If you can't call a recession what it is, you can't confront it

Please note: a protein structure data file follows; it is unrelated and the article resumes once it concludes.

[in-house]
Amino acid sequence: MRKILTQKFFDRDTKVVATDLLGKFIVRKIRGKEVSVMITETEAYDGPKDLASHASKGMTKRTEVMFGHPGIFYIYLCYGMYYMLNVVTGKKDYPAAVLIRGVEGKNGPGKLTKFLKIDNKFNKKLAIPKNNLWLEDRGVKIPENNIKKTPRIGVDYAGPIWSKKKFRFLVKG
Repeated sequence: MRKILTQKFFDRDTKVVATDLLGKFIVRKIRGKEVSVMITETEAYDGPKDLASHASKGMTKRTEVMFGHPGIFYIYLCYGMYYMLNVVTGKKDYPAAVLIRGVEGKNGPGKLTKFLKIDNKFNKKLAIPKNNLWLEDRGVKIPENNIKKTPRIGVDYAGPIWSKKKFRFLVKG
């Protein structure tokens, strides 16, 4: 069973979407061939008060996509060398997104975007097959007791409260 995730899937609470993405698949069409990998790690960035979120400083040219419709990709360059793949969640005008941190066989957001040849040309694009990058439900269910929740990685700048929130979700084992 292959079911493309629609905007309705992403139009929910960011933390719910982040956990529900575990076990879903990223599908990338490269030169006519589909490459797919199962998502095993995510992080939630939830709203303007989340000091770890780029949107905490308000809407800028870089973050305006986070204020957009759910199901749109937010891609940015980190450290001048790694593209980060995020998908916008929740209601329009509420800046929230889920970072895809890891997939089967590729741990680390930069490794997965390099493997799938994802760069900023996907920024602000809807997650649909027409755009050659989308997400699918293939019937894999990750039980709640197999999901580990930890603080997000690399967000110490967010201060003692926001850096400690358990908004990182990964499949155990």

Earlier this month, Stephen Harper scoffed at his political rivals' use of less loaded terms to describe the terrorist threat. "If you cannot even bring yourself to call jihadist terrorism what it is," he said, "then you cannot be trusted to confront it, and you cannot be trusted to keep Canadians safe from it."Even if you think he's right, it has to seem odd that Harper's finance minister prefers fuzzier language to describe Canada's 2015 recession. Last Wednesday, Joe Oliver managed to inspire another stunned silence by alleging that Canada wasn't in a recession earlier this year and isn't in one now — despite the data showing otherwise."We're in a period of growth," he said, "and we're anticipating our surpluses to get larger in the years ahead."Can we get real? These false assertions represent nothing but an attempt at political fraud — and a pretty transparent one at that.First of all, Oliver should let Statistics Canada speak for itself. According to the latest data, the economy shrank a second straight quarter, putting the country in a technical definition of a recession.So no, Mr. Oliver; as a matter of fact, we are in a recession. Call it a dip, a downturn, a slight concavity in the economic landscape - it's still a recession.Secondly, the recent “surplus” that the Conservatives take pleasure in flaunting is outright phony. It was achieved through accounting gimmicks: reallocating contingency funds, selling off public assets, raiding the employment insurance surplus, and dismantling social services. In fact, the Conservatives have been criticized by the Parliamentary Budget Office for their periodic practice of under spending Parliament-approved budgets in many departments. Lapsed funds in fiscal 2014-15 totaled a whopping $8.7 billion.The recent plan to sell all CBC buildings, for example, raises questions about the accuracy and transparency of the 2015 federal budget. The document contained no mention of selling off any of these buildings – let alone all of them.Nonetheless, despite such gimmicks, the surplus itself is small enough to qualify as theoretical; equal to about one per cent of federal revenues, and 0.15 per cent of GDP. It's practically a rounding error.Thirdly, Oliver continues to make the bizarre error of conflating a federal fiscal surplus with economic growth. The two things can happen at the same time, but that doesn't mean they're the same thing. With another recession under our belt, we should be talking about the fundamental drivers of growth: working more (and working more productively); investing in people, innovation and capital (private and public); and producing goods and services that we can sell to the rest of the world.“We have a solid fiscal situation,” said Harper, “and that's why we continue to believe we're going to see solid economic growth this year.” But that statement doesn't make any sense. Use surpluses to make investments in economic growth and, yes, you can at least claim the two things are linked. Absent those investments, however, Canada's prospects of experiencing anything resembling “solid growth” are wholly imaginary.Economic activity is determined by the spending power available to buy what we collectively produce. There are four major categories of spending and thus, four main engines that can potentially lead growth: business investment, exports, consumer spending and government.According to Unifor Economist Jim Stanford, the first three are all sluggish. Business capital spending was mediocre even before oil prices fell. Exports fell steadily throughout much of the year, producing record trade deficits. And consumers, given years of record debt, are sitting on their wallets. At any rate, consumers can't usually lead the growth parade since they need jobs – quality jobs - before they can go out on a spending spree.In light of such multi-dimensional weakness, what benefit is there in imposing austerity on the public sector? None at all.In essence, national budgets are like family budgets. It's not smart for an indebted family to borrow more money to take a world cruise. But it's smart even for an indebted family to borrow money to invest in their kids' education. Similarly, public investments, just like family investments, build future wealth. Infrastructure investments, in particular, have been proven to create jobs, boost productivity, and allow faster growth. They make the debt-to-GDP ratio lower over time.Every expert who has examined Canada's crumbling infrastructure knows how badly it suffers from decades of deferred maintenance: bridges collapsing, water pipes bursting, sewers backed up, highways impassable and public transport in disrepair. Many schools are also falling apart, literally and figuratively. Yet deficit hysteria might jeopardize the potential for transformative investments.However, we mustn't lose sight of the last 70 years – how Canada fared after the end of the second world war, and the critical role that public projects, from the St. Lawrence Canada to the Trans-Canada highway, have played in speeding the nation's growth.The deficit hysterics are wrong. Harper and Oliver aren't simply unaware of the problem — they're refusing to see it.Ali Hamandi is a PhD Candidate at the Harvard Kennedy School of Government.